Worm Breeder's Gazette 14(4): 34 (October 1, 1996)
These abstracts should not be cited in bibliographies. Material contained herein should be treated as personal communication and should be cited as such only with the consent of the author.
|1||Zoological Institute, University of Koeln, 50923 Germany|
|2||Dept. of Biology, Indiana University, Bloomington, IN 47405, USA|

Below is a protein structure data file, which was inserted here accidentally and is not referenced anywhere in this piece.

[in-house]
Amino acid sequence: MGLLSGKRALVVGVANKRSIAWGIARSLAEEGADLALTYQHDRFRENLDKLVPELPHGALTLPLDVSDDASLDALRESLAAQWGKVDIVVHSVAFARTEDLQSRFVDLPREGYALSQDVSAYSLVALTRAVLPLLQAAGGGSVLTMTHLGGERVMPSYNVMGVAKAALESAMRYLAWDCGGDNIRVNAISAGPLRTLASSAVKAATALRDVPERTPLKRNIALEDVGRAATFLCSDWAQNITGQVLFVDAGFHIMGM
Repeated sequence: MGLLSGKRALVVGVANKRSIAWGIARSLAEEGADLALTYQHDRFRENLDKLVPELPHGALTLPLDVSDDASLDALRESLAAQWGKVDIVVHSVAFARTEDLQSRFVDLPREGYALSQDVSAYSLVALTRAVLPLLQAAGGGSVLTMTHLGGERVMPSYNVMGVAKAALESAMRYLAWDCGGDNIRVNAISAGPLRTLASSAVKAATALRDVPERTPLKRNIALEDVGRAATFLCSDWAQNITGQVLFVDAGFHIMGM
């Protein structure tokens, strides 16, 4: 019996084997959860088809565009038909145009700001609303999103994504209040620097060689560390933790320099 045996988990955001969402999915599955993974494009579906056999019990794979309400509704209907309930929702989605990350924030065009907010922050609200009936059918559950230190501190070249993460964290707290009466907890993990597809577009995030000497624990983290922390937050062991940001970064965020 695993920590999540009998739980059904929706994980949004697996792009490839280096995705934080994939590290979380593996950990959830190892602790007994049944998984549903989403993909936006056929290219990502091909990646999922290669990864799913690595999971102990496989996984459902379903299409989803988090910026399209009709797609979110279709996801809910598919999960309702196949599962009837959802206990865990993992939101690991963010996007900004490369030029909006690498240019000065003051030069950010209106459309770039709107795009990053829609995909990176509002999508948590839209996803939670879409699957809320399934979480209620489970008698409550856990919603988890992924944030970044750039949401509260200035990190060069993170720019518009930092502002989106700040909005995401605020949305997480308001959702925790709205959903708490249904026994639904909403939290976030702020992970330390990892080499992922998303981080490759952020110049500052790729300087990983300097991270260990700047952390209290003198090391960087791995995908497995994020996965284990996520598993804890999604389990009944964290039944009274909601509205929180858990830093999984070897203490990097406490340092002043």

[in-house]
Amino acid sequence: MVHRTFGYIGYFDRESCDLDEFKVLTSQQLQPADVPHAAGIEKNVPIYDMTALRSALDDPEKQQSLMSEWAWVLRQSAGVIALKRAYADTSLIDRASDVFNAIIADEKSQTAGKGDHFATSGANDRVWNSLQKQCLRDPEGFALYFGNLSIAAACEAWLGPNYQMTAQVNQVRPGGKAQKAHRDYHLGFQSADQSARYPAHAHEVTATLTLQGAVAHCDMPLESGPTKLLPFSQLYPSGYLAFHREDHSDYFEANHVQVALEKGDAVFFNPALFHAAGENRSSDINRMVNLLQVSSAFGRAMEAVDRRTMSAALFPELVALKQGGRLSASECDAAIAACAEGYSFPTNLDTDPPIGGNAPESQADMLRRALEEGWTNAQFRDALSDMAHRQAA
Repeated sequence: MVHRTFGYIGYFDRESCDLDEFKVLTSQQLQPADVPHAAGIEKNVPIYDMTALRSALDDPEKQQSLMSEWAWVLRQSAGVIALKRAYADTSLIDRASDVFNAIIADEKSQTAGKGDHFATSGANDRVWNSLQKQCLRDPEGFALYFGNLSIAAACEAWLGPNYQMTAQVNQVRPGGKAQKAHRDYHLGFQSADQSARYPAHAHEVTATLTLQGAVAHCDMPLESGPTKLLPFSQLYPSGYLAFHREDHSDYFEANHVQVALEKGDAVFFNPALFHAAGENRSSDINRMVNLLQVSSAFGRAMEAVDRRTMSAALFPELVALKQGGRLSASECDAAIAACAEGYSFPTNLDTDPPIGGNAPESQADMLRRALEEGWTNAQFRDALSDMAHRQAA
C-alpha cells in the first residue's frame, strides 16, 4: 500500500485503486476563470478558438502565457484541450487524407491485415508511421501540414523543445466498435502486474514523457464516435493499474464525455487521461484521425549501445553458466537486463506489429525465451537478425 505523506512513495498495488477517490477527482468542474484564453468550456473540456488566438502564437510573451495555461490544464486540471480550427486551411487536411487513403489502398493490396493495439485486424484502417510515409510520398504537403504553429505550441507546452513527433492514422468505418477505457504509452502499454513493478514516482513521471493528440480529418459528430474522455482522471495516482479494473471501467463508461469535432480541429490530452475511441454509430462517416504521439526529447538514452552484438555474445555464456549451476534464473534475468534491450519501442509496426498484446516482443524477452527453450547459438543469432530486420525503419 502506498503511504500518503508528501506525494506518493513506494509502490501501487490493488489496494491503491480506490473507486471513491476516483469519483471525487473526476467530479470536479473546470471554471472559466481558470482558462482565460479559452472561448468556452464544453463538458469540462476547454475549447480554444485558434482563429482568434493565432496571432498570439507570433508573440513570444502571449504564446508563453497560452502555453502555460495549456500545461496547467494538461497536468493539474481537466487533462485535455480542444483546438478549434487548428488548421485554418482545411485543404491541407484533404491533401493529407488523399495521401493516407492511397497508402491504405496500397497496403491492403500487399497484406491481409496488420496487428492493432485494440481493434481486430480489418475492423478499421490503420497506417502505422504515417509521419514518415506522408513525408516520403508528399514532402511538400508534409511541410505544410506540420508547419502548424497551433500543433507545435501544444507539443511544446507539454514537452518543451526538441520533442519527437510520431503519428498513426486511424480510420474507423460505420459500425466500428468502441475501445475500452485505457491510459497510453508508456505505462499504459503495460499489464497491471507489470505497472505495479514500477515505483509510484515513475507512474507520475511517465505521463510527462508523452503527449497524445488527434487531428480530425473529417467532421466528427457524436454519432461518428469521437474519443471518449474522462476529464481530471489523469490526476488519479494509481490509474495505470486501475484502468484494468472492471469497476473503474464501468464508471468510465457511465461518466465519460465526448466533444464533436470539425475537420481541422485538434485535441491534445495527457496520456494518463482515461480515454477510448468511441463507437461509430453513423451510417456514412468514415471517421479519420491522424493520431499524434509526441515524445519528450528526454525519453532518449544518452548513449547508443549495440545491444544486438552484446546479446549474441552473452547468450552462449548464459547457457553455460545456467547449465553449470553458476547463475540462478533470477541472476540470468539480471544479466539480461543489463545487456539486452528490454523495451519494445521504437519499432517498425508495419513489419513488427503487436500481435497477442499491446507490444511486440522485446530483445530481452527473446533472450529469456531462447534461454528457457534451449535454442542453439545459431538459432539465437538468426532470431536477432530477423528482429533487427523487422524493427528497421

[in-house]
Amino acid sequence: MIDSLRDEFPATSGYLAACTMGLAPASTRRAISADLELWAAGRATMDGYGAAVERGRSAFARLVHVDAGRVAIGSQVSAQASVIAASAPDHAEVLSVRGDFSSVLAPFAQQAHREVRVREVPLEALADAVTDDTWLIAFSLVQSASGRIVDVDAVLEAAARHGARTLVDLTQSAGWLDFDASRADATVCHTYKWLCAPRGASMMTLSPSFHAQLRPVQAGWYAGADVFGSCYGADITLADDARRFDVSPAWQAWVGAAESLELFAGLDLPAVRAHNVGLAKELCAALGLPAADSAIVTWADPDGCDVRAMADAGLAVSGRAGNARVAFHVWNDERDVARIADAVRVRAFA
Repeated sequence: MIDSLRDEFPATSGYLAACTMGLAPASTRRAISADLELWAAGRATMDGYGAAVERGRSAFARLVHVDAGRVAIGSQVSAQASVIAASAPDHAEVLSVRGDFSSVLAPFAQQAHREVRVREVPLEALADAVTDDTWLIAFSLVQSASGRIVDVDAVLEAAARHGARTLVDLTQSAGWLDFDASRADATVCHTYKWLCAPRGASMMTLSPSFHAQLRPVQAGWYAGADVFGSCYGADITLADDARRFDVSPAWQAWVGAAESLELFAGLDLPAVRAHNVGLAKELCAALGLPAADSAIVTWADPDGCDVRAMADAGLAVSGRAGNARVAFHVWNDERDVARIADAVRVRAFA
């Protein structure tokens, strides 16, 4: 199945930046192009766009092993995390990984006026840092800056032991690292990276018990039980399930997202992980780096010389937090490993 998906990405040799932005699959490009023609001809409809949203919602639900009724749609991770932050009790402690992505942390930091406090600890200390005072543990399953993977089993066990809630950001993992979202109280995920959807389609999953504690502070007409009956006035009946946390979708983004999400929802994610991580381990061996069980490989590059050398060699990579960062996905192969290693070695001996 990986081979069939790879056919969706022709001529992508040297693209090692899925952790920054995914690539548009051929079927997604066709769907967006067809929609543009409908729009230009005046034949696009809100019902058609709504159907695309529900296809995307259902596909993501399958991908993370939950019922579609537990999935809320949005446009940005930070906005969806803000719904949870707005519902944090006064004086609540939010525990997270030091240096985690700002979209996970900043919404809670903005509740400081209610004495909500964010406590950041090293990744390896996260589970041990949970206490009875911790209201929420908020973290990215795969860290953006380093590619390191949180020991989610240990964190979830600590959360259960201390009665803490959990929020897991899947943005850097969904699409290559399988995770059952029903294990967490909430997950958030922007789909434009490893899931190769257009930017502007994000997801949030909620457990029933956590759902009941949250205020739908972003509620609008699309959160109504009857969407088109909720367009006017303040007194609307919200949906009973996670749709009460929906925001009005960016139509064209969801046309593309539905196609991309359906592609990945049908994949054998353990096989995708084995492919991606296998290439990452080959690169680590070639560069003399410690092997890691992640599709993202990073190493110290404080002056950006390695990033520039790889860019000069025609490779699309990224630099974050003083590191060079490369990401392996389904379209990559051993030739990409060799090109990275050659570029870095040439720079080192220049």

The pattern of cell-cell communication in embryos of C.elegans has beeninvestigated by injecting tracer dyes into individual blastomeres (Bossinger and Schierenberg, 1992). It has been shown that in embryos from the 4-cell stage onward all blastomeres are well coupled for the diffusion of negatively charged Lucifer Yellow (LY; MW 457 Da) while uncharged Rhodamin-coupled dextran (MW 4.000 - 70.000 Da) remains restricted to the injected cell and its descendants. However, in Cephalobus spec. (another soil nematode), LY and Rhodamin-dextran (even at a molecular weight of 70.000 Da) diffuse along discrete pathways from cell to cell (Bossinger and Schierenberg, 1996). We extended our dye-coupling studies in C. elegans using negatively charged dextrans (LY-dextran and FITC-dextran) with molecular weights of 10.000 and 70.000 Da. Suprisingly, we found that in embryos between the 4-and the 24-cell stage all blastomeres are coupled for negatively charged dextrans whereas under all tested conditions uncharged Rhodamin-dextran (MW 10.000 Da) remains in the injected cell and its descendants. The diffusion of the negatively charged dyes appears to occur quickly and freely between all blastomeres. In contrast to Cephalobus we did not observe preferential pathways of dye spread from the injected cell, suggesting that all blastomeres are equally coupled. However at the 24-cell stage, when the primordial germline cell P4 has been generated, diffusion into D and P4 cells becomes retarded.The diffusion block lasts approximately 5 minutes until D joins the somatic compartment and P4 remains uncoupled for at least 20 min. A similar observation has been made for the much smaller LY in C. elegans indicating that it is a diffusion block and not a reduction in channel diameter. In summary, our findings suggest that in the developing C. elegans embryo all somatic blastomeres are coupled by communication channels much larger than conventional gap junctions. These channels seem to be permeable for negatively charged molecules up to a molecular weight of at least 70.000 Da but are impermeable to uncharged dextrans. Moreover, these channels seem to be equally present between all blastomeres of the somatic cells. Presently we can only speculate about the function of these communication pathways. Bossinger, O; Schierenberg, E. (1992) Dev. Biol. 151: 401-409 Bossinger, O; Schierenberg, E. (1996) Dev. Genes Evol. 206: 25-34